Medically reviewed by Drugs.com. Last updated on Aug 20, 2020.
(sef A zoe lin)
- Cefazolin Sodium
Excipient information presented when available (limited, particularly for generics); consult specific product labeling. [DSC] = Discontinued product
Solution, Intravenous [preservative free]:
Generic: 1 g/50 mL in Dextrose 4% (50 mL); 2 g/100 mL in Dextrose 4% (100 mL)
Solution Reconstituted, Injection:
Generic: 500 mg (1 ea [DSC]); 10 g (1 ea)
Solution Reconstituted, Injection [preservative free]:
Generic: 500 mg (1 ea); 1 g (1 ea); 10 g (1 ea); 20 g (1 ea [DSC]); 100 g (1 ea); 300 g (1 ea)
Solution Reconstituted, Intravenous [preservative free]:
Generic: 1 g (1 ea); 1 g and Dextrose 4% (1 ea); 2 g and Dextrose 3% (1 ea)
- Antibiotic, Cephalosporin (First Generation)
Inhibits bacterial cell wall synthesis by binding to one or more of the penicillin-binding proteins (PBPs) which in turn inhibits the final transpeptidation step of peptidoglycan synthesis in bacterial cell walls, thus inhibiting cell wall biosynthesis. Bacteria eventually lyse due to ongoing activity of cell wall autolytic enzymes (autolysins and murein hydrolases) while cell wall assembly is arrested.
Widely into most body tissues and fluids including gallbladder, liver, kidneys, bone, sputum, bile, pleural, and synovial; CSF penetration is poor.
Preterm neonates (GA: 25 to <32 weeks): 0.39 L/kg (range 0.31 to 0.52 L/kg) (Balevic 2019).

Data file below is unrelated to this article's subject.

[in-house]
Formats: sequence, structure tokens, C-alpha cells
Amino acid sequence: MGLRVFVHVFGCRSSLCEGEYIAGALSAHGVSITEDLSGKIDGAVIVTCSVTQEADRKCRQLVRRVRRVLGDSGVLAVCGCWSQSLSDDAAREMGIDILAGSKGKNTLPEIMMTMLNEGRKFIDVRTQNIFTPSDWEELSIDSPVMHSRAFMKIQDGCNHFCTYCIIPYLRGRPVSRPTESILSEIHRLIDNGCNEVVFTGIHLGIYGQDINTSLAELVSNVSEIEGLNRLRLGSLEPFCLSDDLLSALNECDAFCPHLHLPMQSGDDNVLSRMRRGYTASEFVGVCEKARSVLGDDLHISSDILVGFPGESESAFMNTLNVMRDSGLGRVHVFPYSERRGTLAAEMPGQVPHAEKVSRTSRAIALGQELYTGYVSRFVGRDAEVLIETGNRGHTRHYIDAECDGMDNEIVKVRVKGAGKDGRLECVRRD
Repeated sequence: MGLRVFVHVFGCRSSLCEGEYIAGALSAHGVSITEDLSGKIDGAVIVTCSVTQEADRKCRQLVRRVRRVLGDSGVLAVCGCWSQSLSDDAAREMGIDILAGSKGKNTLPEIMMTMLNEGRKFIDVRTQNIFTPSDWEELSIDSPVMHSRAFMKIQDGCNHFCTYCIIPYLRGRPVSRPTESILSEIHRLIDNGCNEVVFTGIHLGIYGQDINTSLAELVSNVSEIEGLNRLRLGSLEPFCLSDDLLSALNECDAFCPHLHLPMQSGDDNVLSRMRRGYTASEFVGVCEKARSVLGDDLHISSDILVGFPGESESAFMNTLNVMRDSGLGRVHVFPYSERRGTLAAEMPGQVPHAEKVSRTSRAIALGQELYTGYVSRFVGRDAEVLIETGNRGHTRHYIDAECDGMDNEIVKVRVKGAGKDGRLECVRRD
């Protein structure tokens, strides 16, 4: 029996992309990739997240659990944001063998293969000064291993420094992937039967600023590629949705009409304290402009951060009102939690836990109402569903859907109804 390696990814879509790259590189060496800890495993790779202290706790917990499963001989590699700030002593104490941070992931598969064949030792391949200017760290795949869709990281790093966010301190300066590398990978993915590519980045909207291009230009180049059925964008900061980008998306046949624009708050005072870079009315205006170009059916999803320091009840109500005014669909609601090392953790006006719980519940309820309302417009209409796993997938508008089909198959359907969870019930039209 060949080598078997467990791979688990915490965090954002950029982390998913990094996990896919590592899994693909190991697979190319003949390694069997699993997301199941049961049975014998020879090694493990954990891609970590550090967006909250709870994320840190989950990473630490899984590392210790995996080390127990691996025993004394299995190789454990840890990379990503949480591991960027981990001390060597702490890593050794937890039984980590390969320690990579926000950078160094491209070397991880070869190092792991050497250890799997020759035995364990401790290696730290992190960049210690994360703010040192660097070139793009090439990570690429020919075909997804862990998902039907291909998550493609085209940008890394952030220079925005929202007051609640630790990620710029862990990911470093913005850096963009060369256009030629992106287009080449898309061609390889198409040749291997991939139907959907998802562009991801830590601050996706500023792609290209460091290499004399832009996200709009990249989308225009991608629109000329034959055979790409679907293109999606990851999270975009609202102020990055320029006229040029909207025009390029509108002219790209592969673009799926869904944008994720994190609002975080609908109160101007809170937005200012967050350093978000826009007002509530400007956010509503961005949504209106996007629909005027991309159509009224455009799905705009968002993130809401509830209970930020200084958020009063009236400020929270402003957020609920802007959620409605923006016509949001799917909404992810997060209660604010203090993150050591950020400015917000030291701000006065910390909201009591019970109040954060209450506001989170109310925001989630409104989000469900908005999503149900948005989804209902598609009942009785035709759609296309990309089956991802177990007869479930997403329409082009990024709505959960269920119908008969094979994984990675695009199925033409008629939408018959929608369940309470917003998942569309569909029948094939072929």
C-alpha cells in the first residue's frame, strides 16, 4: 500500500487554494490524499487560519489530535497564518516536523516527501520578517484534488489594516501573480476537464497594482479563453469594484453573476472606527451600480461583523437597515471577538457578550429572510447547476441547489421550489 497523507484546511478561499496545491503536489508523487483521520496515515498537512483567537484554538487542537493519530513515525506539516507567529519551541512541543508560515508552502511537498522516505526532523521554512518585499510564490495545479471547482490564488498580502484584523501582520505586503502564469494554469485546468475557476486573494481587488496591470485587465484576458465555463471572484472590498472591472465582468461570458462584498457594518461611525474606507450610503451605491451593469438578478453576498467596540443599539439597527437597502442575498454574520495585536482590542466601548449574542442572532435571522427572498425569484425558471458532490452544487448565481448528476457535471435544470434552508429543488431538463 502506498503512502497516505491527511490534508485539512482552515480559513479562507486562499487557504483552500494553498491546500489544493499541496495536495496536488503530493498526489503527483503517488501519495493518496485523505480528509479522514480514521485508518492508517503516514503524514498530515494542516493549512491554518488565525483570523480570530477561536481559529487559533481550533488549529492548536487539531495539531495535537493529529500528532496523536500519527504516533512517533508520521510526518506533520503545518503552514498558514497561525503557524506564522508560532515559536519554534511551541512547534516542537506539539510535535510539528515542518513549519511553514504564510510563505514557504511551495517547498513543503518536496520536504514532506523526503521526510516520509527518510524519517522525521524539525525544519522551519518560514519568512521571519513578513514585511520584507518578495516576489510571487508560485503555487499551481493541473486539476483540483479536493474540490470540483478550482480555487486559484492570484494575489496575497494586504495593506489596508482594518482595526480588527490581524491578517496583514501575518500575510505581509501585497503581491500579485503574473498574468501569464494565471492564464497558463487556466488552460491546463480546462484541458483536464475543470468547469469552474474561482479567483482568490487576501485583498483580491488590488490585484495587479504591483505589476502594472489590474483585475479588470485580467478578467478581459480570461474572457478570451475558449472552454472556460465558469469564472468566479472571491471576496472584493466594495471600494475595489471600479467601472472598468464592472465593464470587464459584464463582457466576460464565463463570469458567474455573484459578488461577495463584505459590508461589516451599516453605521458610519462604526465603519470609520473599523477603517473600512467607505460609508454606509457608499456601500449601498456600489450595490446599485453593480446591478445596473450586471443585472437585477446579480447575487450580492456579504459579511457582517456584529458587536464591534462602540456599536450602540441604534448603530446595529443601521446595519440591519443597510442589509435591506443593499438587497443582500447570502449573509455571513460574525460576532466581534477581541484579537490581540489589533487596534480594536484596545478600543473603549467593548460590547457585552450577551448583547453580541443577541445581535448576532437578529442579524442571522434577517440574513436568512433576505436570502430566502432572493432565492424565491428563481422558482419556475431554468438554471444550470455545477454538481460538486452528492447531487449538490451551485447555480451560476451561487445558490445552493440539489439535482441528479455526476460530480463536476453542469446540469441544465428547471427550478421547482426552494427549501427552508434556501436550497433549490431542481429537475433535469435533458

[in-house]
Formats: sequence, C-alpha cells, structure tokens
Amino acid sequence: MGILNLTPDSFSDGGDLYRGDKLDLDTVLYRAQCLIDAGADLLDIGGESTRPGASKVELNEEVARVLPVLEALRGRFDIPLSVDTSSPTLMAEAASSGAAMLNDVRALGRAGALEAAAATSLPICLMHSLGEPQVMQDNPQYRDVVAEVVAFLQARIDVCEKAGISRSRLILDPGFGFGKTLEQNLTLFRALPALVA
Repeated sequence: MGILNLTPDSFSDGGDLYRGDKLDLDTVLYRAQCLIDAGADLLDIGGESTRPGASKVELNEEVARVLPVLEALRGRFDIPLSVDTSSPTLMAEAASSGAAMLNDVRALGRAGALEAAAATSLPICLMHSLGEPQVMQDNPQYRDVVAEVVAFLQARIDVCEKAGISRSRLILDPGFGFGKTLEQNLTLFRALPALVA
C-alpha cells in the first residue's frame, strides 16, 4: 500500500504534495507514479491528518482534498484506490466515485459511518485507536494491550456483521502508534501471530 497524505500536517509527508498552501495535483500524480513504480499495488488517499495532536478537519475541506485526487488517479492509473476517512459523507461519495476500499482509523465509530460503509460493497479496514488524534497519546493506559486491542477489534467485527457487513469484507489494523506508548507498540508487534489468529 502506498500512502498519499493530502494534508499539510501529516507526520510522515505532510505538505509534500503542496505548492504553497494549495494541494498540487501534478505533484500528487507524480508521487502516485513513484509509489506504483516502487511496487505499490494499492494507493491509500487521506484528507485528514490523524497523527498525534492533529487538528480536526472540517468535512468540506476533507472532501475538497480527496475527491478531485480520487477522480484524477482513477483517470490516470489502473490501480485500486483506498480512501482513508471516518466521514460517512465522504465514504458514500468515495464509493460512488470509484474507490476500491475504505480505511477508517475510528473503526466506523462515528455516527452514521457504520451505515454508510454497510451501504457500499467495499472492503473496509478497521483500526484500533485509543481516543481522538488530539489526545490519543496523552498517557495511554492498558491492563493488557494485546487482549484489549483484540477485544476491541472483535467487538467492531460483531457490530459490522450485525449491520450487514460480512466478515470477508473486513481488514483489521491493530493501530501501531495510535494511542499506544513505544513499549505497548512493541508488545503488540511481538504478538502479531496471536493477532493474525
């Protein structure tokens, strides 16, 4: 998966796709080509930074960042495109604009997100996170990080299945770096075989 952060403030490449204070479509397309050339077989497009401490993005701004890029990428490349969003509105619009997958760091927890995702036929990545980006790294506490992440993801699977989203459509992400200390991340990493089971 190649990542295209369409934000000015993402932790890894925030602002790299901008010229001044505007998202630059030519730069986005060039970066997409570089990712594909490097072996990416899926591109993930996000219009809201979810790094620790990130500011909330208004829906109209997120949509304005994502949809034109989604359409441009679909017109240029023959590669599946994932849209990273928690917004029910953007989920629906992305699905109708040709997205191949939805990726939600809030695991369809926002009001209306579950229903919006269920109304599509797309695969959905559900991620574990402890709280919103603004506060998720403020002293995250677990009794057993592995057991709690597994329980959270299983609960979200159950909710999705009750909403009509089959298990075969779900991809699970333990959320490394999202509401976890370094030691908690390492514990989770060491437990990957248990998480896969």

Preterm and term neonates (GA: 30 to 40 weeks; PNA: 2 to 28 days): 0.212 to 0.373 L/kg (Deguchi 1988).
Children 3 to 12 years of age: 0.133 ± 0.015 L/kg (Koshida 1987).
Adults: 0.193 ± 0.064 L/kg (Scheld 1981).
Bone:serum concentration ratio: Median: 0.25 (range 0.06 to 0.41) (Zeller 2009).
Urine (70% to 80% as unchanged drug)
Time to Peak
Serum: IM: 0.5 to 2 hours; IV: Within 5 minutes
IM or IV:
Neonates: 3 to 5 hours.
Infants ≥9 months of age and children ≤10 years of age: 1.7 ± 0.6 hours (Nahata 1991).
Children 10 to 12 years of age: 1.95 hours (range: 1.44 to 2.88 hours) (Schmitz 2015).
Adults: 1.8 hours (IV); ~2 hours (IM) (prolonged with renal impairment).
80% (Marshall 1999)
Special Populations Note
Parameters associated with efficacy: Time dependent, associated with time free drug concentration (fT) > minimum inhibitory concentration (MIC).